Monday, April 26, 2010

A talk with Nils Folke Anderson

(Work in progress, Nils' studio, 2010)

Molly Stevens: Would you agree with the following cliché: We approach our work in the studio like we do our lives.

NFA: In art and life my values are continuous—I find pleasure in things like spaciousness, grace, sensitivity, humor. However the threshold of the studio is essential. My studio is a place for action, and a particular kind of contemplation.

There are also things I do, like playing music and cooking, that influence how I work in the studio.

MS: Then there are artists who cook in galleries.

NFA: Discursive food gives me indigestion.

I like how Rauschenberg spoke of desiring a tension between art and life. The two blur into each other constantly of their own accord. By pulling them apart, making each more strange to the other, we make both richer. Then again, art is contained in life—it’s not like apples and oranges. Comparing art and life is like comparing apples and fruit.

MS: I think art should be different too. But there is a certain personality we bring to both. A certain pace. What I mean by pace is a rhythm, a personal beat. For example, there's the stereotype of the dark and depressed artist. I suppose that’s one pace.

NFA: There's a great Ray Charles song called “¾ Time.” That’s a pace I relate to. And polyrhythm is important to me—in the sense of working with multiple paces or modes at once.

MS: Does your work in the studio follow ¾ time?

NFA: It’s different, my brain engages differently with time when I’m in the studio.

But music is an influence. In musical time empty space is meaningful, because those gaps occur within a structure. Something similar happens in visual art, especially sculpture, and music has helped sensitize me to the possibilities that this presents.

MS: I think we can see a slower beat in your work. It's not the same beat that’s in my work, which is set to an alarm clock.

(Molly Stevens, Long Line Mountain II, 2010, 40" x 60")

NFA: I don’t see the alarm clock in your work. Where does that show up? Is that being regimented or just wired?

MS: It’s a bit of both. It’s both a discipline and a panic that I’m up against the clock. I tend to make, make, check email, meditate, do something else, make. I rarely sit in the chair and look for more than 5 minutes. I think you can feel that my drawings happen immediately. I often wish I were more of a planner. Are you a planner?

NFA: I sometimes feel like Robert Burns' mouse – my best laid plans "gang aft agley." So I make plans but also let go of them; or move myself just to the side of plans I’ve made.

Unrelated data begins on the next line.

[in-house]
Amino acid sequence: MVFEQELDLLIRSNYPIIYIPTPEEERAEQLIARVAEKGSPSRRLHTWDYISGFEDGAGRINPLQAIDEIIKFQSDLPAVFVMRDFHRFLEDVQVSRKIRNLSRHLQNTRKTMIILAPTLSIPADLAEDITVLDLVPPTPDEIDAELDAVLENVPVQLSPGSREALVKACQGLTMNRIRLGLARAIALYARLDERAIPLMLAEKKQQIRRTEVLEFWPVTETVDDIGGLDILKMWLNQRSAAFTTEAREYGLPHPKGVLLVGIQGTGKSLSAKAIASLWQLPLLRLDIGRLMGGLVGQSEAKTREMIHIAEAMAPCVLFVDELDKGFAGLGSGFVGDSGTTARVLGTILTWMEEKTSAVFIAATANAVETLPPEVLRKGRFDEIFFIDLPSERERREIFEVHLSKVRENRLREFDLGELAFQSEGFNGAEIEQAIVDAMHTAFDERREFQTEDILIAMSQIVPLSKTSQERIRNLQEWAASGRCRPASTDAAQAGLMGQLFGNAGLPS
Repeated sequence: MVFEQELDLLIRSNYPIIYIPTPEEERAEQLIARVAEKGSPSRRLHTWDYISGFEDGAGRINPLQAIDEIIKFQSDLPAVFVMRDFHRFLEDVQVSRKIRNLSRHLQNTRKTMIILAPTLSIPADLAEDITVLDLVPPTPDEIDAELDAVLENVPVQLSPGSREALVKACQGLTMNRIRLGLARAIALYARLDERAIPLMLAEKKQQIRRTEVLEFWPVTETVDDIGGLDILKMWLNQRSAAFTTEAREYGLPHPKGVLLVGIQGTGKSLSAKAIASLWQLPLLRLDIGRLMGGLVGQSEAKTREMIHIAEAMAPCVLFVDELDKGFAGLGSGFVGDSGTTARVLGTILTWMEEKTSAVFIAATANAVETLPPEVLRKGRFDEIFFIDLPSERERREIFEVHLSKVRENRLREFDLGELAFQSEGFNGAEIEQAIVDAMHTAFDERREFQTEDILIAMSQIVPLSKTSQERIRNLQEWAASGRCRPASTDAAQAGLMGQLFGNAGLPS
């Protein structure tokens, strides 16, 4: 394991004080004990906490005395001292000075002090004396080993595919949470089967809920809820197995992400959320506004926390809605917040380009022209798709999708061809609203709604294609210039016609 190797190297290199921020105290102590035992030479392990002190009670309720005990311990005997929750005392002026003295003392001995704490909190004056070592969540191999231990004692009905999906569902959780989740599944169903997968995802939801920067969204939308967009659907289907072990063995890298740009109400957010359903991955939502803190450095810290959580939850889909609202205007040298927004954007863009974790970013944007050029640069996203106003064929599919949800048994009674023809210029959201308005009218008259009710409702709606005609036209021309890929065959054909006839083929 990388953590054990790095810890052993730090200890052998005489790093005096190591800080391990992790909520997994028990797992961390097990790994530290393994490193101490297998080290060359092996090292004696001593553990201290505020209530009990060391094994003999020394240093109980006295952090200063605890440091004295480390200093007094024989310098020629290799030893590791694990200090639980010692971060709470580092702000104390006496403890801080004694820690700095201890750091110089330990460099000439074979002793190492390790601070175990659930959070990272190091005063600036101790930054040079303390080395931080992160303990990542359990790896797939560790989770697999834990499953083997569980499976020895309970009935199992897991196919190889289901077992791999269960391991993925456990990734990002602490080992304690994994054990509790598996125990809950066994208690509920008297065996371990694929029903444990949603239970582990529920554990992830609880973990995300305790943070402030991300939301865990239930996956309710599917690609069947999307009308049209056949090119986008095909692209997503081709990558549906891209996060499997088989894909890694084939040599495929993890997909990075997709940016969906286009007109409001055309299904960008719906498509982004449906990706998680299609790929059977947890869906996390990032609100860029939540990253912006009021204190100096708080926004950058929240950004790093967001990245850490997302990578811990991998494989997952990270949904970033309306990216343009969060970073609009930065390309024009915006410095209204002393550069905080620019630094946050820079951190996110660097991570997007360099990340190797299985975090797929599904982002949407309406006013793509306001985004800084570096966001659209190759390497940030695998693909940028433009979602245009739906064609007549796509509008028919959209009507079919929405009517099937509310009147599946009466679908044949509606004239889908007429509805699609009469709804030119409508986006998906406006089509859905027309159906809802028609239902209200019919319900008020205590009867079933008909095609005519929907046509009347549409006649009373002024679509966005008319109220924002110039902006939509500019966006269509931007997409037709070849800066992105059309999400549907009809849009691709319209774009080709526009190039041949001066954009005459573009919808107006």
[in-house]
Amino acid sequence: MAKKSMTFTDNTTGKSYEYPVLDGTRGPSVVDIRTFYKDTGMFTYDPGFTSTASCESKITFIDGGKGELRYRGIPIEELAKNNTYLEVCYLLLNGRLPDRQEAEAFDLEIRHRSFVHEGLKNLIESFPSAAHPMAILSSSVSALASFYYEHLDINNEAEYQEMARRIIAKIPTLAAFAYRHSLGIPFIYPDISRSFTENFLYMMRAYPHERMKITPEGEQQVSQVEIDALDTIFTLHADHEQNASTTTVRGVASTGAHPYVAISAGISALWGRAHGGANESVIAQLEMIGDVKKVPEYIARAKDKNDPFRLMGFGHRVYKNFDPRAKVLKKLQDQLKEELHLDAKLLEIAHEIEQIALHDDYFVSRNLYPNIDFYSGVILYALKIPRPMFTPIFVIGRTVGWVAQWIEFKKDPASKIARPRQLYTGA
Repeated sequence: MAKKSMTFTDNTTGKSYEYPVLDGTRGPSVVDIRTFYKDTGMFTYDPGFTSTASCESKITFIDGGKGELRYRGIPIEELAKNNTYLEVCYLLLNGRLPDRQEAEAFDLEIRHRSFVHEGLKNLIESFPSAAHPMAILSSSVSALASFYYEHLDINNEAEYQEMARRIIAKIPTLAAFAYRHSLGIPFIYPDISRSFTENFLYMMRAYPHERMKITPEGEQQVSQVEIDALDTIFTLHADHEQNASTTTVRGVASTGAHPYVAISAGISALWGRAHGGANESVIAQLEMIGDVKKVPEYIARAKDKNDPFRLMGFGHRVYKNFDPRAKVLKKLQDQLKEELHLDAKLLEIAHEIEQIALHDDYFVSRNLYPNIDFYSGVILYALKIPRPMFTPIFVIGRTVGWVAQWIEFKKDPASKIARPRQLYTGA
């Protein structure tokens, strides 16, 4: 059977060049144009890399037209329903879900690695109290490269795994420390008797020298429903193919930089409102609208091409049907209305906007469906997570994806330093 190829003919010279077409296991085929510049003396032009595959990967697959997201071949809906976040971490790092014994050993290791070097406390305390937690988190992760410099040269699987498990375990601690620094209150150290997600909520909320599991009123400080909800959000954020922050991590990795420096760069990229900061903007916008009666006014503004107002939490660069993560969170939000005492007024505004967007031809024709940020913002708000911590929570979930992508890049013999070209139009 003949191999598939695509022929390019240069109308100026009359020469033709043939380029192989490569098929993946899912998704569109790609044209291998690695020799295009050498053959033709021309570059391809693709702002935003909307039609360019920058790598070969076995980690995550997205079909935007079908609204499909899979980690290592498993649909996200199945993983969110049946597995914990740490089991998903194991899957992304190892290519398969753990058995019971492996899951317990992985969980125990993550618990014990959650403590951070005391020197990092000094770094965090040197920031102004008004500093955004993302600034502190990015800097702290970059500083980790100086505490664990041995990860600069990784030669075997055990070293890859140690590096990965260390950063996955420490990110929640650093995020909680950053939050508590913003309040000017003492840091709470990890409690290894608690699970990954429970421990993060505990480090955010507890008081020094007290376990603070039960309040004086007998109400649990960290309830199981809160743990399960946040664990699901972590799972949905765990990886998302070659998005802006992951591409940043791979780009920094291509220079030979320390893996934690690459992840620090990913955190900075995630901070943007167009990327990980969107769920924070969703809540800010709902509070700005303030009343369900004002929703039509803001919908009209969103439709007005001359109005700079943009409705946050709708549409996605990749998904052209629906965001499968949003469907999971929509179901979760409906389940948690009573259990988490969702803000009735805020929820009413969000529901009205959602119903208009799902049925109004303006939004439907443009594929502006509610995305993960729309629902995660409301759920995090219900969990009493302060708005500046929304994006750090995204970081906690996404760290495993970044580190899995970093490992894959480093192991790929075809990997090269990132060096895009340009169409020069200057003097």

MS: And what’s the advantage to your work when you slow down?

NFA: There’s a better continuum between me and the thing I’m making. Going slow allows for making adjustments along the way. The opportunity of all the failures along the way is more available. When I work at a slow pace I also notice that works can come together rather quickly, that slowness can lead to very satisfying moments of effortlessness.

MS: Sometimes I'll work endlessly on something, wrestle with it, and the next piece I make spreads like soft butter. I love that. For me, fast is just more natural. That said, there's fast that’s frenzied and scatterbrain, and fast that’s present and exact.

NFA: The alarm clock.

MS: Actually, the alarm clock is mostly a pain in the butt. It tells me I only have five minutes left. Or it already rang five minutes ago. It’s more psychological than anything else. But, sometimes there’s just an upbeat pace that feels right. Sometimes.

NFA: As far as the alarm clock goes, I had a different image. I pictured going to one's work as being akin to waking up.

MS: That’s an appealing thought. I do think making art raises awareness.

NFA: How does pace relate to the line for you?

MS: Every line has a pace. In drawing there's the fly away line that’s super-quick and uncontrolled, there's the heavy and slow line, there's the loose line. And each of those lines has a movement and a speed and a spirit and maybe we can call that pace. Also, electric light makes one kind of line, metal another.

NFA: In the case of electric light, radiant light, there are multiple directions occurring in the line, of unequal intensities. The path of the light in the directions it goes, and the path of the object producing the light.

MS: That's what I like about your piece in the show. It has contained and uncontainable line at the same time.

Wednesday, April 14, 2010

A talk with Elana Herzog

(Elana Herzog, 2007, Southeastern Center for the Creative Arts)

Molly Stevens: The other night, I met an artist whose sculptures I liked. Then she started talking, using tremendous terms and offering extensive explanations.

Elana Herzog: And it killed it. She lost you.

MS: She pretty much should have not said anything.

EH: That’s a lesson! A word to the wise!

MS: I think there’s a delicate balance you have to strike, between explaining and not.

EH: Do you think she was over-zealous? Or do you think she learned that approach in school?

MS: I think that’s it. I bet she just got out of school. They must have said to her, “Know your position. Promote meaning. Shape the culture.” In any case, all this to ask you my first question: at what point are you thinking when you’re making something?

EH: It depends on how you define thinking, but it’s a bit of a back and forth process for me. I know that over the years I’ve made a lot of decisions based as much on what I don’t want to do as on what I do want to do. For example, I won’t do a certain thing because it reminds me of something else, or because it implies something that I don’t want to imply. And so sometimes I make decisions by a process of elimination. But really your question is how I use thinking. It’s a process, of course. I’m not a conceptual artist in the sense that I don’t start with a concept that is larger than the form that the work takes. Everything I think about it is embodied in the materialization of the work.